“Our products are not only life-like, but also soft enough to pass what we
call the hug test, which is when someone goes in for a hug, the product will
feel comfortable and natural and no one will recognize [that it is a breast
To ensure that the prosthesis is comfortable and appropriate, it is
necessary that a patient is seen by a certified mastectomy fitter. American
Breast Care works with orthotic and prosthetic clinics and other retailers to
distribute its products.
One of the benefits of prefabricated breast forms is that a woman can
walk out with a prosthesis the same day as her fitting, and according to
American Breast Care, that is important to a lot of women.
“Psychologically, it is a big step for a woman to go in and get
fitted. There is an incredible desire and need for that woman to walk out with
a fitted product,” Rechenberg said. “So we tell our customers and
retailers that it is important that they have a certain inventory so that the
woman can walk out and be comfortable. Otherwise she may not come back.”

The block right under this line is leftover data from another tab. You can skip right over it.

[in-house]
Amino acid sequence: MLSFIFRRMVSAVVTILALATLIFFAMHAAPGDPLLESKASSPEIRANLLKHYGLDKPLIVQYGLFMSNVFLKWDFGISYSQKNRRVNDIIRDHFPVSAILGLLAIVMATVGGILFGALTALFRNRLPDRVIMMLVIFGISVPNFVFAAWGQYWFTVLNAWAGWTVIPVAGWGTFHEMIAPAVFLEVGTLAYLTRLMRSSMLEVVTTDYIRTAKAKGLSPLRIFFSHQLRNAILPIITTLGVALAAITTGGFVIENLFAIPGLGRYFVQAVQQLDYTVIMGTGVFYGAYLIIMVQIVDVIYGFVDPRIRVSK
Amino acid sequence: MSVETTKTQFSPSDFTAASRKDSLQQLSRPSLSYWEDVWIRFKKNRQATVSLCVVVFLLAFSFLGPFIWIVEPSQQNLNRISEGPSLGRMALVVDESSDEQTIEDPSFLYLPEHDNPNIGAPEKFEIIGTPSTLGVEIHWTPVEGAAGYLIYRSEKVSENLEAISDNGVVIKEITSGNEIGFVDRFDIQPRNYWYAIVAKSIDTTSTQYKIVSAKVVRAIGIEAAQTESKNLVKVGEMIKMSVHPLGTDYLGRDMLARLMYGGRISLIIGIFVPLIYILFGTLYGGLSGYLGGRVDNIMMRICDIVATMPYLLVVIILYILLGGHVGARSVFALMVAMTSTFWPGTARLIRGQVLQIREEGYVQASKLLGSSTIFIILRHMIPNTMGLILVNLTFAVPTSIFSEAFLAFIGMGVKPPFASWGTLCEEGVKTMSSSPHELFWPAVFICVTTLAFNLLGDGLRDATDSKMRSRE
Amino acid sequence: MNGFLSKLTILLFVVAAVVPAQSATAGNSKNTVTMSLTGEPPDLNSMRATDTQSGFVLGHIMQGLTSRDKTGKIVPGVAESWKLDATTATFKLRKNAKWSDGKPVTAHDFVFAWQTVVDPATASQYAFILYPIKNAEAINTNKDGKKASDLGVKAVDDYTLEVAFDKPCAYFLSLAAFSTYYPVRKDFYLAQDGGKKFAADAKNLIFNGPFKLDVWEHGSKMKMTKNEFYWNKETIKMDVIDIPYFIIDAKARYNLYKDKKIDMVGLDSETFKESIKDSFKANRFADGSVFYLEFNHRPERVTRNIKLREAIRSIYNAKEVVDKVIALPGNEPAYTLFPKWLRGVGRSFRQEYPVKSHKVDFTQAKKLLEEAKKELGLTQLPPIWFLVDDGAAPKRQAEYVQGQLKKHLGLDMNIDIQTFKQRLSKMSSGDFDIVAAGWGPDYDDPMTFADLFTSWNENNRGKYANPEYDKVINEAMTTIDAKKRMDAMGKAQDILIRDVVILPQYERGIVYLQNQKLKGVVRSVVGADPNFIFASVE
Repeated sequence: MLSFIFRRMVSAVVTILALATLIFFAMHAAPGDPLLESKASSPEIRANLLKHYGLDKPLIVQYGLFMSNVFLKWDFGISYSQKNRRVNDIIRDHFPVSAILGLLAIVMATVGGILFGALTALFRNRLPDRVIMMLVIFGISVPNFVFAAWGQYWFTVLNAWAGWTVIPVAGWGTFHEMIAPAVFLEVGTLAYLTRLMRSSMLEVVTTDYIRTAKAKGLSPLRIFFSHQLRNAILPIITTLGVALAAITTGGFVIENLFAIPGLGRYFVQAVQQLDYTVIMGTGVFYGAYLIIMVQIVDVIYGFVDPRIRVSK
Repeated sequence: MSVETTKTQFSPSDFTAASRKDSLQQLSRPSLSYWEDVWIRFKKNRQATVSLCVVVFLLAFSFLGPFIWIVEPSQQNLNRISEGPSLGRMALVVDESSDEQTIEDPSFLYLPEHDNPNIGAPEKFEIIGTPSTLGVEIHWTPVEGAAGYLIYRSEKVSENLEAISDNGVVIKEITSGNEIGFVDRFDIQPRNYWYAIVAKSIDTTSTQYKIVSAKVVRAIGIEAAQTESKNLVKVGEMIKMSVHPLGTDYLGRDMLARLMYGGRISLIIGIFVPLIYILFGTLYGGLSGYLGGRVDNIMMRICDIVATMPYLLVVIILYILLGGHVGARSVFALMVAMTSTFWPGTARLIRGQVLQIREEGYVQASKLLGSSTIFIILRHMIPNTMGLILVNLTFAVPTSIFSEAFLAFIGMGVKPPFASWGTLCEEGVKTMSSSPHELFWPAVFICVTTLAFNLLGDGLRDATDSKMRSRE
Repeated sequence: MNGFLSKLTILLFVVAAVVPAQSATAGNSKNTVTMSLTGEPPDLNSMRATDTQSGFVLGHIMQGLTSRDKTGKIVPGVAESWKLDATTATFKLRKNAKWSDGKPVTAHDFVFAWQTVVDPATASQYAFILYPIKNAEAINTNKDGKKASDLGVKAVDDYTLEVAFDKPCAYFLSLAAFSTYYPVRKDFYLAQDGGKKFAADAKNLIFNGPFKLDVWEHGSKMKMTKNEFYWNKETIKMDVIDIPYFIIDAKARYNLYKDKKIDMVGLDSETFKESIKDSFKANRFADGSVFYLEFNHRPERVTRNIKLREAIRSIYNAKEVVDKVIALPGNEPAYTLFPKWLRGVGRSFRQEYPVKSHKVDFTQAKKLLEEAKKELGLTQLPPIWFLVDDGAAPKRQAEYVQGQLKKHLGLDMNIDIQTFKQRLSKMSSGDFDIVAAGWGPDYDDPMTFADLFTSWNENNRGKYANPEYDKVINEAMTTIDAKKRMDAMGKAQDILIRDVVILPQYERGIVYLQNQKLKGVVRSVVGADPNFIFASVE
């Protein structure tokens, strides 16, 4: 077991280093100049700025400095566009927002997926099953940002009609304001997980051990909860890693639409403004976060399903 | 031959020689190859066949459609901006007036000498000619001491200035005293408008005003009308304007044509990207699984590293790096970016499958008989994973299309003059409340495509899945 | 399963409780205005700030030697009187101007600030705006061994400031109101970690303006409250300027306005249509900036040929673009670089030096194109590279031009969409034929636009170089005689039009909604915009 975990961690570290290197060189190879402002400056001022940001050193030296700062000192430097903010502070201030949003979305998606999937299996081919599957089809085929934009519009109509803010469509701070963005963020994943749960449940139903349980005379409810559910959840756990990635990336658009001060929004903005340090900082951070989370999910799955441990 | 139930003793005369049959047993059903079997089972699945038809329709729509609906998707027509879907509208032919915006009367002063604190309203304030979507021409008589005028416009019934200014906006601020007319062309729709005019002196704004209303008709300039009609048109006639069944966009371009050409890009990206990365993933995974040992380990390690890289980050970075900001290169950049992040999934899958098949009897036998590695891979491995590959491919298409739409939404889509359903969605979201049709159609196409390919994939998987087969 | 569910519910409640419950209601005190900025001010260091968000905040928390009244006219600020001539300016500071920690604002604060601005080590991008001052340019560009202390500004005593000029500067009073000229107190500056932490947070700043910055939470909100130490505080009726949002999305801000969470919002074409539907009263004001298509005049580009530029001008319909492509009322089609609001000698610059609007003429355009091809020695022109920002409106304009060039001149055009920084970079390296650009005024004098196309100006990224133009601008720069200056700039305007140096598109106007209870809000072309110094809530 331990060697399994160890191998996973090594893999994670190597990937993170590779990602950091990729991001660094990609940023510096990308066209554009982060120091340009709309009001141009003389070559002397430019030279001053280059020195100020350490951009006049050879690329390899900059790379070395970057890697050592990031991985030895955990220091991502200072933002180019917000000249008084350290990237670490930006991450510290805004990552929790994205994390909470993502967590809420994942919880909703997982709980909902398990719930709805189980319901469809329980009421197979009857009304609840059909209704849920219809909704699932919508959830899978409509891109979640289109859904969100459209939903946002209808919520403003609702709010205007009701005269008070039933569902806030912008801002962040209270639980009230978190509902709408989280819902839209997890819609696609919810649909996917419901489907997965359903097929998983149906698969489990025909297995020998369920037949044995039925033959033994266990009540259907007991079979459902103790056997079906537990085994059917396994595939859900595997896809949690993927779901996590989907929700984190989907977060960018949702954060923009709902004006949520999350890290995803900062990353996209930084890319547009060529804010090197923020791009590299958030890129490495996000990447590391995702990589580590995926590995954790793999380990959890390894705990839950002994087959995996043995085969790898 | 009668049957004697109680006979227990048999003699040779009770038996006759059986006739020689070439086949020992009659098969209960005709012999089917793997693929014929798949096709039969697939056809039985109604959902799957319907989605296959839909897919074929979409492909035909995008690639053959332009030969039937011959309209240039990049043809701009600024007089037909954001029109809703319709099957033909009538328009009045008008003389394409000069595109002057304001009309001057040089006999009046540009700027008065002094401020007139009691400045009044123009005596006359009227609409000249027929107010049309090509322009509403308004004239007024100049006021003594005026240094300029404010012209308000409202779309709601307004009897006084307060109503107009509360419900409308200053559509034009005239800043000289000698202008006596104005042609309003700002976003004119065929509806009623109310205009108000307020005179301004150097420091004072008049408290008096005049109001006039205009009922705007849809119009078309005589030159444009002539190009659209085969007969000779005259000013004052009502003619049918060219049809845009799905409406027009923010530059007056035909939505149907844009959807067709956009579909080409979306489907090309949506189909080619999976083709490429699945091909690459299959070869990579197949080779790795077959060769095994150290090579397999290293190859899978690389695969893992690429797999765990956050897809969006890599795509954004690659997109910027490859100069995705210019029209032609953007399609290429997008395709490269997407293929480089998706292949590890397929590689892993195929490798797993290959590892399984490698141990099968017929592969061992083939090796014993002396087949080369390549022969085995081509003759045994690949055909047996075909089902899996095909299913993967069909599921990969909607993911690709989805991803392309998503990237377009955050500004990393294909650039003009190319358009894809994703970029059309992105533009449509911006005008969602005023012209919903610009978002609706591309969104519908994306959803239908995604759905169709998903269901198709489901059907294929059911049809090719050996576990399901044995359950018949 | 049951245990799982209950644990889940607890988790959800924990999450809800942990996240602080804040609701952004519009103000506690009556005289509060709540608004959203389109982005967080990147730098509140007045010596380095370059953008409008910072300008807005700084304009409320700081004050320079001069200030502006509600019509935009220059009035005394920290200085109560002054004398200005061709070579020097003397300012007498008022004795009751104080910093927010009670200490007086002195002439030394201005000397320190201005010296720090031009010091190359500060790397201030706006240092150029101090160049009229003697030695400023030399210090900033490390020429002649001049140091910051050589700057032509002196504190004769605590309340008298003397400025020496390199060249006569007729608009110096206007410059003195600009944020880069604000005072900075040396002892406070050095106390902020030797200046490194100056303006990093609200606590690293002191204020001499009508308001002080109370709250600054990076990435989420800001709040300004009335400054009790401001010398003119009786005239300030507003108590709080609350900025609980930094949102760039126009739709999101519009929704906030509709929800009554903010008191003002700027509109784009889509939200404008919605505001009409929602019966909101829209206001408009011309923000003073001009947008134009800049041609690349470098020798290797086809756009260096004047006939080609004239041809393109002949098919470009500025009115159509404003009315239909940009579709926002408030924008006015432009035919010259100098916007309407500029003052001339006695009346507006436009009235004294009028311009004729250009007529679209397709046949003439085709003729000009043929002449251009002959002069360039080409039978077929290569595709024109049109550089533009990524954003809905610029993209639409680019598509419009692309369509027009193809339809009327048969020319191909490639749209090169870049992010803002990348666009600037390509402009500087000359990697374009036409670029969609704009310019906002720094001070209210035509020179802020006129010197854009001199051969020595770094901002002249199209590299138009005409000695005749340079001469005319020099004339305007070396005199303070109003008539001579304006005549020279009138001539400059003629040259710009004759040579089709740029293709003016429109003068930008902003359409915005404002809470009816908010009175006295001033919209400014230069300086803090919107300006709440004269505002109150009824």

American Breast Care encourages their retailers to have a variety of
breast forms in stock, but if a patient desires something different, it can be
shipped within 24 hours.
“What most retailers do is keep an inventory of one or two choices,
and if those don’t work, then they can phone us, and we will send out
whatever prosthesis is needed either the same or next day,” Markowitz
Custom breast prostheses
Despite the benefits afforded by pre-fabricated breast prostheses,
sometimes a woman is not a candidate for an off-the-shelf device. She may have
had excessive tissue removed from the chest wall, lymph nodes removed from
axillary area or have already had a failed reconstruction, and in those
situations, a prefabricated device will usually not sit correctly or
comfortably on the chest.
Image: courtesy of Irene Healey
“There are a significant amount of sizes, shapes, weights and
technologies that are premanufactured that many women prefer,” Turner
said. “But there is also a segment of the breast cancer survivor
population that cannot wear those premanufactured forms.”
Irene Healey, a certified clinical anaplastologist and the